Are you sure you want to buy this material for

75 Karma

Buy Material

BOOM! Enjoy Your Free Notes!

We've added these Notes to your profile, click here to view them now.


You're already Subscribed!

Looks like you've already subscribed to StudySoup, you won't need to purchase another subscription to get this material. To access this material simply click 'View Full Document'

Why people love StudySoup

Steve Martinelli UC Los Angeles

"There's no way I would have passed my Organic Chemistry class this semester without the notes and study guides I got from StudySoup."

Jennifer McGill UCSF Med School

"Selling my MCAT study guides and notes has been a great source of side revenue while I'm in school. Some months I'm making over $500! Plus, it makes me happy knowing that I'm helping future med students with their MCAT."

Jim McGreen Ohio University

"Knowing I can count on the Elite Notetaker in my class allows me to focus on what the professor is saying instead of just scribbling notes the whole time and falling behind."

Parker Thompson 500 Startups

"It's a great way for students to improve their educational experience and it seemed like a product that everybody wants, so all the people participating are winning."

Become an Elite Notetaker and start selling your notes online!

Refund Policy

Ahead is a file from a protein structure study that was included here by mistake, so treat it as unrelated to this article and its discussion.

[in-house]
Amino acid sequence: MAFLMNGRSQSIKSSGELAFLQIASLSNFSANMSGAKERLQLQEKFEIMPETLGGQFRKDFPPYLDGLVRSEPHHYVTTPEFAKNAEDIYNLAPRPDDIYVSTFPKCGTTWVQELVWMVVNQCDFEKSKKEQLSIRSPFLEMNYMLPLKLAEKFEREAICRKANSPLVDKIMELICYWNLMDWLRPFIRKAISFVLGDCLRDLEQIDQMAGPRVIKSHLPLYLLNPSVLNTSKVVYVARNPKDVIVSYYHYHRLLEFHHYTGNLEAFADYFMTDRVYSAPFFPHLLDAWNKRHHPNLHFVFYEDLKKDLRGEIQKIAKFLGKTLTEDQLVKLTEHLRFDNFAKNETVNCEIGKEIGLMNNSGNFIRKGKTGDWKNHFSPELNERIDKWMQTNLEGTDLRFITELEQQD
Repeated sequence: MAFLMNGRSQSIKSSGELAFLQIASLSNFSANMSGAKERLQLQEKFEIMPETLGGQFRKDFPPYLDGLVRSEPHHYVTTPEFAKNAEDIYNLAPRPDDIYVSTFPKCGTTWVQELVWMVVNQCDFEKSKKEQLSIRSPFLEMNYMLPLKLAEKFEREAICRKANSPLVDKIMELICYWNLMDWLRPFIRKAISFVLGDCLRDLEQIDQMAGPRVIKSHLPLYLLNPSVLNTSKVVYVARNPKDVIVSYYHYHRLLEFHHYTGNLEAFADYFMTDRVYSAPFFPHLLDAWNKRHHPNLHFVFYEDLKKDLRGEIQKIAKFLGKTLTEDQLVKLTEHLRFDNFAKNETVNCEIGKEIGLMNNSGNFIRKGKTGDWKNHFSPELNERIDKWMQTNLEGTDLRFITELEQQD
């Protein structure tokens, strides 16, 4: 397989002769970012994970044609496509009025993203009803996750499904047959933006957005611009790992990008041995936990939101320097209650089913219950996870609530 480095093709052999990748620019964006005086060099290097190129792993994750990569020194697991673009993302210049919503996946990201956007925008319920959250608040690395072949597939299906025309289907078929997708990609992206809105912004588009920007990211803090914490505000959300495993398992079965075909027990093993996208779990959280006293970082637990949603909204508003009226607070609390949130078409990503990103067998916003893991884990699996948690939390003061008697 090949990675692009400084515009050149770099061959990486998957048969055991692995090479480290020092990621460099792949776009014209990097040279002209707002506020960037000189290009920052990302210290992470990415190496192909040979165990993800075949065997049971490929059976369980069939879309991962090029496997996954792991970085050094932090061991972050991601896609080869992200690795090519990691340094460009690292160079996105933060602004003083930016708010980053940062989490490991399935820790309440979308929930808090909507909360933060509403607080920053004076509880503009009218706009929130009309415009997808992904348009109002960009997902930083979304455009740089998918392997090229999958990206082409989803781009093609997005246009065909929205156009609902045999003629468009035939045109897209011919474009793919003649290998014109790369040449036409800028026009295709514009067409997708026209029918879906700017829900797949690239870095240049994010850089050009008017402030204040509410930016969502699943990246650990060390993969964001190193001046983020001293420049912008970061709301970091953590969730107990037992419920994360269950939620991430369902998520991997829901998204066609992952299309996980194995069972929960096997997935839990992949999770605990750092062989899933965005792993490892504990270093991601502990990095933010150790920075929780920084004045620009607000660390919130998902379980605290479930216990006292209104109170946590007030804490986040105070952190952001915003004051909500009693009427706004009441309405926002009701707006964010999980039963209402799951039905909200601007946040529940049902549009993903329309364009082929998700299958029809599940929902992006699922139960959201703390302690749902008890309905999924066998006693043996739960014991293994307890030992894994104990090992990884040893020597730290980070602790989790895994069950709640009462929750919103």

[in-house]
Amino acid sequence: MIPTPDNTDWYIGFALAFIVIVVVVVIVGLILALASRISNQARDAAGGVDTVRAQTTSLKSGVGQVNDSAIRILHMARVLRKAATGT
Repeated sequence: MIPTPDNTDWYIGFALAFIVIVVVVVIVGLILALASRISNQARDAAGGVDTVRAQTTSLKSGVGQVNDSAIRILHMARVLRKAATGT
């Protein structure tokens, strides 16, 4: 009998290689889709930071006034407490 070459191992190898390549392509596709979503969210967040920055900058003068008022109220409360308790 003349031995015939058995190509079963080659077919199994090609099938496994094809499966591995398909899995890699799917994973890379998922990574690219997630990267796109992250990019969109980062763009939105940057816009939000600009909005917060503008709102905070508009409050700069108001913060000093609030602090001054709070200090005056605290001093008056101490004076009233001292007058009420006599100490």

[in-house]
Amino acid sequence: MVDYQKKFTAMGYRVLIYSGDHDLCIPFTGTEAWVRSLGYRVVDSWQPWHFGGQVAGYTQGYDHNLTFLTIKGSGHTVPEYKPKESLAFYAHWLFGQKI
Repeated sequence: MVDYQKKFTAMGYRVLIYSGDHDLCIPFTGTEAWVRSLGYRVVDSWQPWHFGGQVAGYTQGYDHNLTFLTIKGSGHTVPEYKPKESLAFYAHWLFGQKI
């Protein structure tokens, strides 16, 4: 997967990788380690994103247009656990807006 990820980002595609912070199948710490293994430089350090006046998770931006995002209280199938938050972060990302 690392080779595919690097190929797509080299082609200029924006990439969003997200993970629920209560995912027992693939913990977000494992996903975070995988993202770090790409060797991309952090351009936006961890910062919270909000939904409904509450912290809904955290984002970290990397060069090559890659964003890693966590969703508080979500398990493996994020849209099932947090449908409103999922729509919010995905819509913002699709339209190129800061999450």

All subscriptions to StudySoup are paid in full at the time of subscribing. To change your credit card information or to cancel your subscription, go to "Edit Settings". All credit card information will be available there. If you should decide to cancel your subscription, it will continue to be valid until the next payment period, as all payments for the current period were made in advance. For special circumstances, please email


StudySoup has more than 1 million course-specific study resources to help students study smarter. If you’re having trouble finding what you’re looking for, our customer support team can help you find what you need! Feel free to contact them here:

Recurring Subscriptions: If you have canceled your recurring subscription on the day of renewal and have not downloaded any documents, you may request a refund by submitting an email to

Satisfaction Guarantee: If you’re not satisfied with your subscription, you can contact us for further help. Contact must be made within 3 business days of your subscription purchase and your refund request will be subject for review.

Please Note: Refunds can never be provided more than 30 days after the initial purchase date regardless of your activity on the site.